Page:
Dear Television: Broad City, Season Two, Episode Five, 'Hashtag FOMO'
Notes From Underground
In a lot of our writing on Broad City so far this season, we’ve reached for existing narrative models to help orient us. Lili found extensive parallels between “Wisdom Teeth” and The Wizard of Oz; I put the saga of Bevers the Man-Baby in the context of Judd Apatow movies; and last week, Phil and Sarah found precursors for “Knockoffs” in the work of William James and Oscar Wilde, respectively. I’m not saying that any of us are wrong to make any of these comparisons—or, perish the thought, overthinking it—but it’s interesting that we seem to need them in order to describe what the show is doing.
Jane has pointed out that Broad City “isn’t known for its strong seriality” and this might be part of why we’re so drawn to thinking about it analogically: Since each episode is, to a great extent, its own self-sufficient artifact, we always need to resort to new generic reference points in order to explain it. (We saw something similar early on with Girls, before it lapsed into predictability: This episode is a horror movie, that one’s a Bildungsroman, etc.). But it isn’t exactly a habit the show’s encouraging. Broad City, unusually for a comedy, rarely parodies any narrative genre directly: Unlike, say, Community or Kroll Show, which get a lot of mileage out of perfectly executed pastiches of gangster movies or reality shows, Abbi and Ilana stay away from homage, which tends to point up the unreality of the overarching dramatic scenario.
Are you sensing a self-justification coming on? You caught me. Last night’s episode “Hashtag FOMO” was one of the most bizarre and uncategorizable the show has done yet, but it made more sense to me when I started thinking of it in terms of two movies: Martin Scorsese’s After Hours and Stanley Kubrick’s Eyes Wide Shut.
Both are New York-after-dark films which work a similar magic-realist vein, in which anthropological detail about urban nightlife is linked to a narrative engine that runs on dream logic. Both, like “Hashtag FOMO,” take place over the course of a single night and feature passive protagonists who spend a lot of time looking confused and uncomfortable.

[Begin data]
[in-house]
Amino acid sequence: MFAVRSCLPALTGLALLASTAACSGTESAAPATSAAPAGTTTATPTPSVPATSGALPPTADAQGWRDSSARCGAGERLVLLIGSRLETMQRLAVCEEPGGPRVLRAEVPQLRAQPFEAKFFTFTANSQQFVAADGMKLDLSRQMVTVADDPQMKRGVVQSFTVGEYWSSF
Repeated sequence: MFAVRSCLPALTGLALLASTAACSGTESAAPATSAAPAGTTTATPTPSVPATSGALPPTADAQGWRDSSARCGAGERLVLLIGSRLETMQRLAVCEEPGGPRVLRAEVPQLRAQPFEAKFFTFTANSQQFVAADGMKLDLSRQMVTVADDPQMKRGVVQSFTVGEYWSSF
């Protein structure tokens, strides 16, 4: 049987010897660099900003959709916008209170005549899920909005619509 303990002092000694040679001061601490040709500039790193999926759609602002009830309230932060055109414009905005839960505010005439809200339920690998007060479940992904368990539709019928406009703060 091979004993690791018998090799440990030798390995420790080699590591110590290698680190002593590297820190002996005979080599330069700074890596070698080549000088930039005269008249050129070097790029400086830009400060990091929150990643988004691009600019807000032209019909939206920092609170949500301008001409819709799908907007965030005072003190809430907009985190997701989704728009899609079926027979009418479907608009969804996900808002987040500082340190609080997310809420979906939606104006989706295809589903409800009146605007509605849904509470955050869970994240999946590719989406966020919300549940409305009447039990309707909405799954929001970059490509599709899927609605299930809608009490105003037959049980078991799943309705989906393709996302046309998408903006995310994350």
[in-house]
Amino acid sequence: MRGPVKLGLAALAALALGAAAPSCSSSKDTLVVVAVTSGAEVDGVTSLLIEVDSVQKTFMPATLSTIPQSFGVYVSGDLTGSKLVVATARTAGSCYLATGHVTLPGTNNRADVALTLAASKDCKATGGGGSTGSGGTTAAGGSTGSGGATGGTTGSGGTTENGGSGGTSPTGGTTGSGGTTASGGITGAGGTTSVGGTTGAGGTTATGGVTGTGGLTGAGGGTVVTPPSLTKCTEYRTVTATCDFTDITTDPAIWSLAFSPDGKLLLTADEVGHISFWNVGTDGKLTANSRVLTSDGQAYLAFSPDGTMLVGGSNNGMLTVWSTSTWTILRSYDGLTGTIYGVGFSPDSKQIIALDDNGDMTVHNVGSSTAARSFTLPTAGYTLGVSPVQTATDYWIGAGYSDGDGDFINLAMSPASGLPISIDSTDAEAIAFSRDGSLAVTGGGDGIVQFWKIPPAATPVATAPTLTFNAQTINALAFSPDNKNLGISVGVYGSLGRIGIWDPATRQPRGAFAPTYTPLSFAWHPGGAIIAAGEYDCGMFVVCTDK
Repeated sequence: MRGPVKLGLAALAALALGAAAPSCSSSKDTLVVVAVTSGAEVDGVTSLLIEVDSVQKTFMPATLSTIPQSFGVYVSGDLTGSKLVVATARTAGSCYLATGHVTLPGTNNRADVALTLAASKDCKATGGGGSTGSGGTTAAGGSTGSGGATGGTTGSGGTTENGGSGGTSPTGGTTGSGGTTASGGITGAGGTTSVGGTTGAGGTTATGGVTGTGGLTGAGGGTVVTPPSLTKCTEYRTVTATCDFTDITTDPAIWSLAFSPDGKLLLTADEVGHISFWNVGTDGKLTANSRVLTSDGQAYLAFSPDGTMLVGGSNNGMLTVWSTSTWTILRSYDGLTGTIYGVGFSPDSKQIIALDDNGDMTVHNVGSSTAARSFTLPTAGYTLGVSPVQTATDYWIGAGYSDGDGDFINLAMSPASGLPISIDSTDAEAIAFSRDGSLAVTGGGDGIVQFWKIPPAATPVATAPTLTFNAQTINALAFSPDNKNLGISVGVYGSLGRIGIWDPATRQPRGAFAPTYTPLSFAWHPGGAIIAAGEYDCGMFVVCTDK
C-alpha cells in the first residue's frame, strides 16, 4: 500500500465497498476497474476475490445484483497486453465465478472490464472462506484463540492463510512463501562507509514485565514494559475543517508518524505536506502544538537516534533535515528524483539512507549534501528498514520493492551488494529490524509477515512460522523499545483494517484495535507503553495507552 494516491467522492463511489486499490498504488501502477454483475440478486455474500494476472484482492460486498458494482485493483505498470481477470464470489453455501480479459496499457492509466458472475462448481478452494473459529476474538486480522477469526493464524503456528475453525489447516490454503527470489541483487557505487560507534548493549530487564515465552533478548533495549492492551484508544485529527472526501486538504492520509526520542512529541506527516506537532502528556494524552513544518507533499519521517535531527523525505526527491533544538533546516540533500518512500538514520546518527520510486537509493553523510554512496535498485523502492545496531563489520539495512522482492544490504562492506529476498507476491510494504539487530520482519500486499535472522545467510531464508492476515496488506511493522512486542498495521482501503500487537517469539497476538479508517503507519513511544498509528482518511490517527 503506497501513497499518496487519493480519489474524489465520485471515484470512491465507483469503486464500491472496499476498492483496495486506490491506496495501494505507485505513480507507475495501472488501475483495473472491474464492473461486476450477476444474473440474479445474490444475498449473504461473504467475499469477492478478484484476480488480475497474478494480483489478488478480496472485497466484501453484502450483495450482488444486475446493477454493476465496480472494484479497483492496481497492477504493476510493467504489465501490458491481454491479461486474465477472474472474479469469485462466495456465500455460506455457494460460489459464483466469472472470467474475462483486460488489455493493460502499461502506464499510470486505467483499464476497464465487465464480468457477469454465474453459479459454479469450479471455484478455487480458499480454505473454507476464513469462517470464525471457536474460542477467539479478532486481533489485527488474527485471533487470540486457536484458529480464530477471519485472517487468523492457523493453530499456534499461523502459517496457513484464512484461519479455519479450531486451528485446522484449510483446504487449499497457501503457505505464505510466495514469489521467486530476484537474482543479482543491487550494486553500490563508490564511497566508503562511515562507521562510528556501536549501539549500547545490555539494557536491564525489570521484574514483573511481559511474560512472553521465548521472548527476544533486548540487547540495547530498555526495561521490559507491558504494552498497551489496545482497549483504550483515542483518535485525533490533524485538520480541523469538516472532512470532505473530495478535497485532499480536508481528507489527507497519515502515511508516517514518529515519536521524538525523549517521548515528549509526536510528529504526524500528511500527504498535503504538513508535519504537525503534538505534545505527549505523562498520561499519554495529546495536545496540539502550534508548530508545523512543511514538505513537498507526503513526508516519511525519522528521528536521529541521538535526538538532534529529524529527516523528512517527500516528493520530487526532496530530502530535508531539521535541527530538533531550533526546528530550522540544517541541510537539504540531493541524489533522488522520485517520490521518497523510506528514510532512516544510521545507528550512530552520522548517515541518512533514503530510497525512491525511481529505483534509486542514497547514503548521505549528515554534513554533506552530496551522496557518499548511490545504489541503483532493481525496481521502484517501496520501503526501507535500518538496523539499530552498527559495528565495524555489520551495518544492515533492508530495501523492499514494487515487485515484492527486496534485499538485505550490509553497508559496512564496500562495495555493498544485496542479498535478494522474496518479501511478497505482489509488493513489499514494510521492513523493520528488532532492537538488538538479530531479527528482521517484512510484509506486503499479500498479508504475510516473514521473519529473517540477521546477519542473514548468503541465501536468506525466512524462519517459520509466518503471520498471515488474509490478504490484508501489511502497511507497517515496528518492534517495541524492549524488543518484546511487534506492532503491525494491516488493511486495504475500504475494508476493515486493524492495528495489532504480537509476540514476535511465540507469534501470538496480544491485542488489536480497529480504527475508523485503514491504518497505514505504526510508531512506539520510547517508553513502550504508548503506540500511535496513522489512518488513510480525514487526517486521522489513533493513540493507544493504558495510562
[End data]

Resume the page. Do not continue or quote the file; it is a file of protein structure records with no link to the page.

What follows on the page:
All of these stories contain the idea that New York City is full of secret wormholes that lead to invisible subcultures, and that pleasure and power are linked in mysterious ways. They suggest that hedonism might lead to revelation: that one can party one’s way to the real, hidden truth.
The first half of “Hashtag FOMO” is actually fairly conventional, picking up threads from previous episodes (Abbi’s desire to be promoted to trainer, Ilana’s slightly increased investment in her job) and weaving them into a storyline about the Quest for the Perfect Party (or, as Ilana puts it, “the Narnia of Party-as”). The only thing that’s out of the ordinary—and this will be amplified as the episode goes on—is Ilana’s bewilderment. The show begins with her being caught off-guard by Abbi’s new nose-ring (“I just thought you were going to a boring white-people dinner. I didn’t realize you were going to add a whole new element to your image”). Next, she’s thrown off after entering the conference room at Deals Deals Deals, which she had apparently never realized existed.
Things only get more disorienting for Ilana from there. Out of Broad City’s central couple, Abbi is usually the one who’s less clued in (she doesn’t know that the acronym “FOMO” means “fear of missing out,” for instance), but this episode plays with that hipness imbalance by showing us that Abbi has an unexplained connection to an underground bohemian scene that Ilana knows nothing about.
After cycling through a sequence of increasingly awesome parties, a drunken Abbi and Ilana end up at a 1920s-style speakeasy frequented entirely by dapper senior citizens. As soon as she steps (or, really, stumbles) through the door, Abbi transforms into “Val,” a regular denizen of the club who is known and beloved by everyone there.
Suddenly decked out in a black fedora, tuxedo jacket, and pantyhose, she delivers a passable impression of Judy Garland singing “Get Happy” in Summer Stock. She also shoots pool, blows perfect smoke rings, and flirts with a phalanx of admiring elderly men. There’s no plausible explanation given for this; it’s meant to be unaccountable, a kind of magic. Somehow, in a basement in lower Manhattan, it’s still the 1940s. (In addition to Eyes Wide Shut, I was reminded of the ghostly ballroom in The Shining, especially when the bartender jokingly tells Ilana that Val has been showing up “for a hundred years.”) Ilana is dumbfounded: “My FOMO’s through the damn roof.”